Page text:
The victim this time was the Redskins, who were blown out 38-9. Plunkett threw for 172 yards and for one touchdown. He retired at the conclusion of the 1986 season.
He finished his career off with 25,882 through the air and is currently ranked fourth on the Raiders' all-time passing yardage list.
4. Steve Atwater, S, Arkansas
A relentless playmaker with some of the best instincts ever for a NFL safety, the former Arkansas Razorback legend was drafted by the Denver Broncos (20th overall) in 1989.
Head coach Dan Reeves was questioned for drafting Atwater because the highest rated safety, Louis Oliver, was still on the board.
Steve Atwater's play on the gridiron silenced his coach's doubters as he racked up 123 tackles, finished second in defensive rookie of the year voting, made the Pro Bowl, and most importantly, helped Denver's improved run D, which was one of the driving forces in reaching Super Bowl XXIV.
Unfortunately for the Broncos, they were spanked mercilessly by the San Francisco 49ers, 55-10. This didn't damp the safety's play in future seasons though.
Near the twilight of Steve Atwater's career, Denver entered Super Bowl XXXII as 11-and-a-half point underdogs to the Green Bay Packers, who had NFL MVP Brett Favre lining up under center and were last year's world champions as well.
The Broncos pulled off the upset with an efficient offense led by running back Terrell Davis and led by the "Assassin" (Steve Atwater, who else?) on defense.
No. 27 played one of the best games ever for a NFL safety in a Super Bowl with six solo tackles, one sack, two passes defensed, and a forced fumble.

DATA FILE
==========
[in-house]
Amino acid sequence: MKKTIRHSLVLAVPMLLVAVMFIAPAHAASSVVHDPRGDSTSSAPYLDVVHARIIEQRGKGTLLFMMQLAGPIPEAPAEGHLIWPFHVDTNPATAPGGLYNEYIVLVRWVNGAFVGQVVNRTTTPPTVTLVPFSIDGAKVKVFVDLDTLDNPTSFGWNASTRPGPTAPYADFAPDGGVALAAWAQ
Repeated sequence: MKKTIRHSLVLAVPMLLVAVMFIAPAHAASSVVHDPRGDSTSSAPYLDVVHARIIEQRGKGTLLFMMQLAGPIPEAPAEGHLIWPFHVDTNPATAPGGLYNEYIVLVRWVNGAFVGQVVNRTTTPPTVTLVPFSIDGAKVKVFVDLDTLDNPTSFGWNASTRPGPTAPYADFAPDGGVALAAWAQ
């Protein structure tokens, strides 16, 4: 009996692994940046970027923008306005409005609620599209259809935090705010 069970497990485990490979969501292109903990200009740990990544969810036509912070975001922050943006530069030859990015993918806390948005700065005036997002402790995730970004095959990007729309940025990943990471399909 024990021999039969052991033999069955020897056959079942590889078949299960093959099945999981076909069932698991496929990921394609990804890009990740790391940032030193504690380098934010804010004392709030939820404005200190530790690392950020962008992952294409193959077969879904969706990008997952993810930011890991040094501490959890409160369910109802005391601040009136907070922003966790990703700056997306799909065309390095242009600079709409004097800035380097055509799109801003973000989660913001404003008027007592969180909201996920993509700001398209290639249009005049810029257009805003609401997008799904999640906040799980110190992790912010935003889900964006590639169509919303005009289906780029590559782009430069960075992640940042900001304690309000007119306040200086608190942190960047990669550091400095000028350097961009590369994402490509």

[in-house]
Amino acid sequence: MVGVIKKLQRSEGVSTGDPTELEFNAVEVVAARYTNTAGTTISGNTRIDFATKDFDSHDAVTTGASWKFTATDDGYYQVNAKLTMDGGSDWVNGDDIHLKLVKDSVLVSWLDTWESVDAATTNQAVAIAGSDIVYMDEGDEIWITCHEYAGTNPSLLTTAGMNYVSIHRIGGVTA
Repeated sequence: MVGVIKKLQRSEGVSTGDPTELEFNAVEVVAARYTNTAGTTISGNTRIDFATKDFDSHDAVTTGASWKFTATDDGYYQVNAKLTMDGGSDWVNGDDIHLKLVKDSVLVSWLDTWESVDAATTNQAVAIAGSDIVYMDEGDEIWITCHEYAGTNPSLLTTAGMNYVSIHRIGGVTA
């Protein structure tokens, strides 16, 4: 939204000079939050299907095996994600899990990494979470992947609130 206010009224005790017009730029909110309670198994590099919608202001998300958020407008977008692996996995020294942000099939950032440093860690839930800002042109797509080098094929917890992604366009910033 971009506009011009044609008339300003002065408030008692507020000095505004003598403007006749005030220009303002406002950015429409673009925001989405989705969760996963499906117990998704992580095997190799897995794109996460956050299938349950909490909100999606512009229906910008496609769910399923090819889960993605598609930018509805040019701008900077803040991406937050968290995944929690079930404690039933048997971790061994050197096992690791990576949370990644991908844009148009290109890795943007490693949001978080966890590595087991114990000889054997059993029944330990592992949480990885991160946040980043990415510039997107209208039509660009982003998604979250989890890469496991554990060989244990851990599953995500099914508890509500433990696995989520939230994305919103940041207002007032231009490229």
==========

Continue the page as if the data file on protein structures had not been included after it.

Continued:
The next year Atwater's downs were monitored by Denver, but he still made it to the Pro Bowl, but more importantly, the Broncos repeated as World Champions by defeating the inspirational Atlanta Falcons in Super Bowl XXXIII.
In his final season, the DB found himself as a salary cap casualty and wrapped up the year with the New York Jets in a injury-plagued campaign, which forced him to retire.
Steve Atwater did sign a ceremonial contract with the Denver Broncos so he could retire as a Bronco. He finished his career with eight Pro Bowls and three All-Pros, and he is on the NFL's All-Decade '90s team.
His nasty play and consistency should probably earn him a membership in Canton.
3. Cornelius Bennett, OLB, Alabama
Bennett was a player that seemed to dominate college football with both hands tied behind his back. in 1987, Cornelius Bennett was drafted by the Indianapolis Colts (second overall), but this didn't mean that he would sign with them.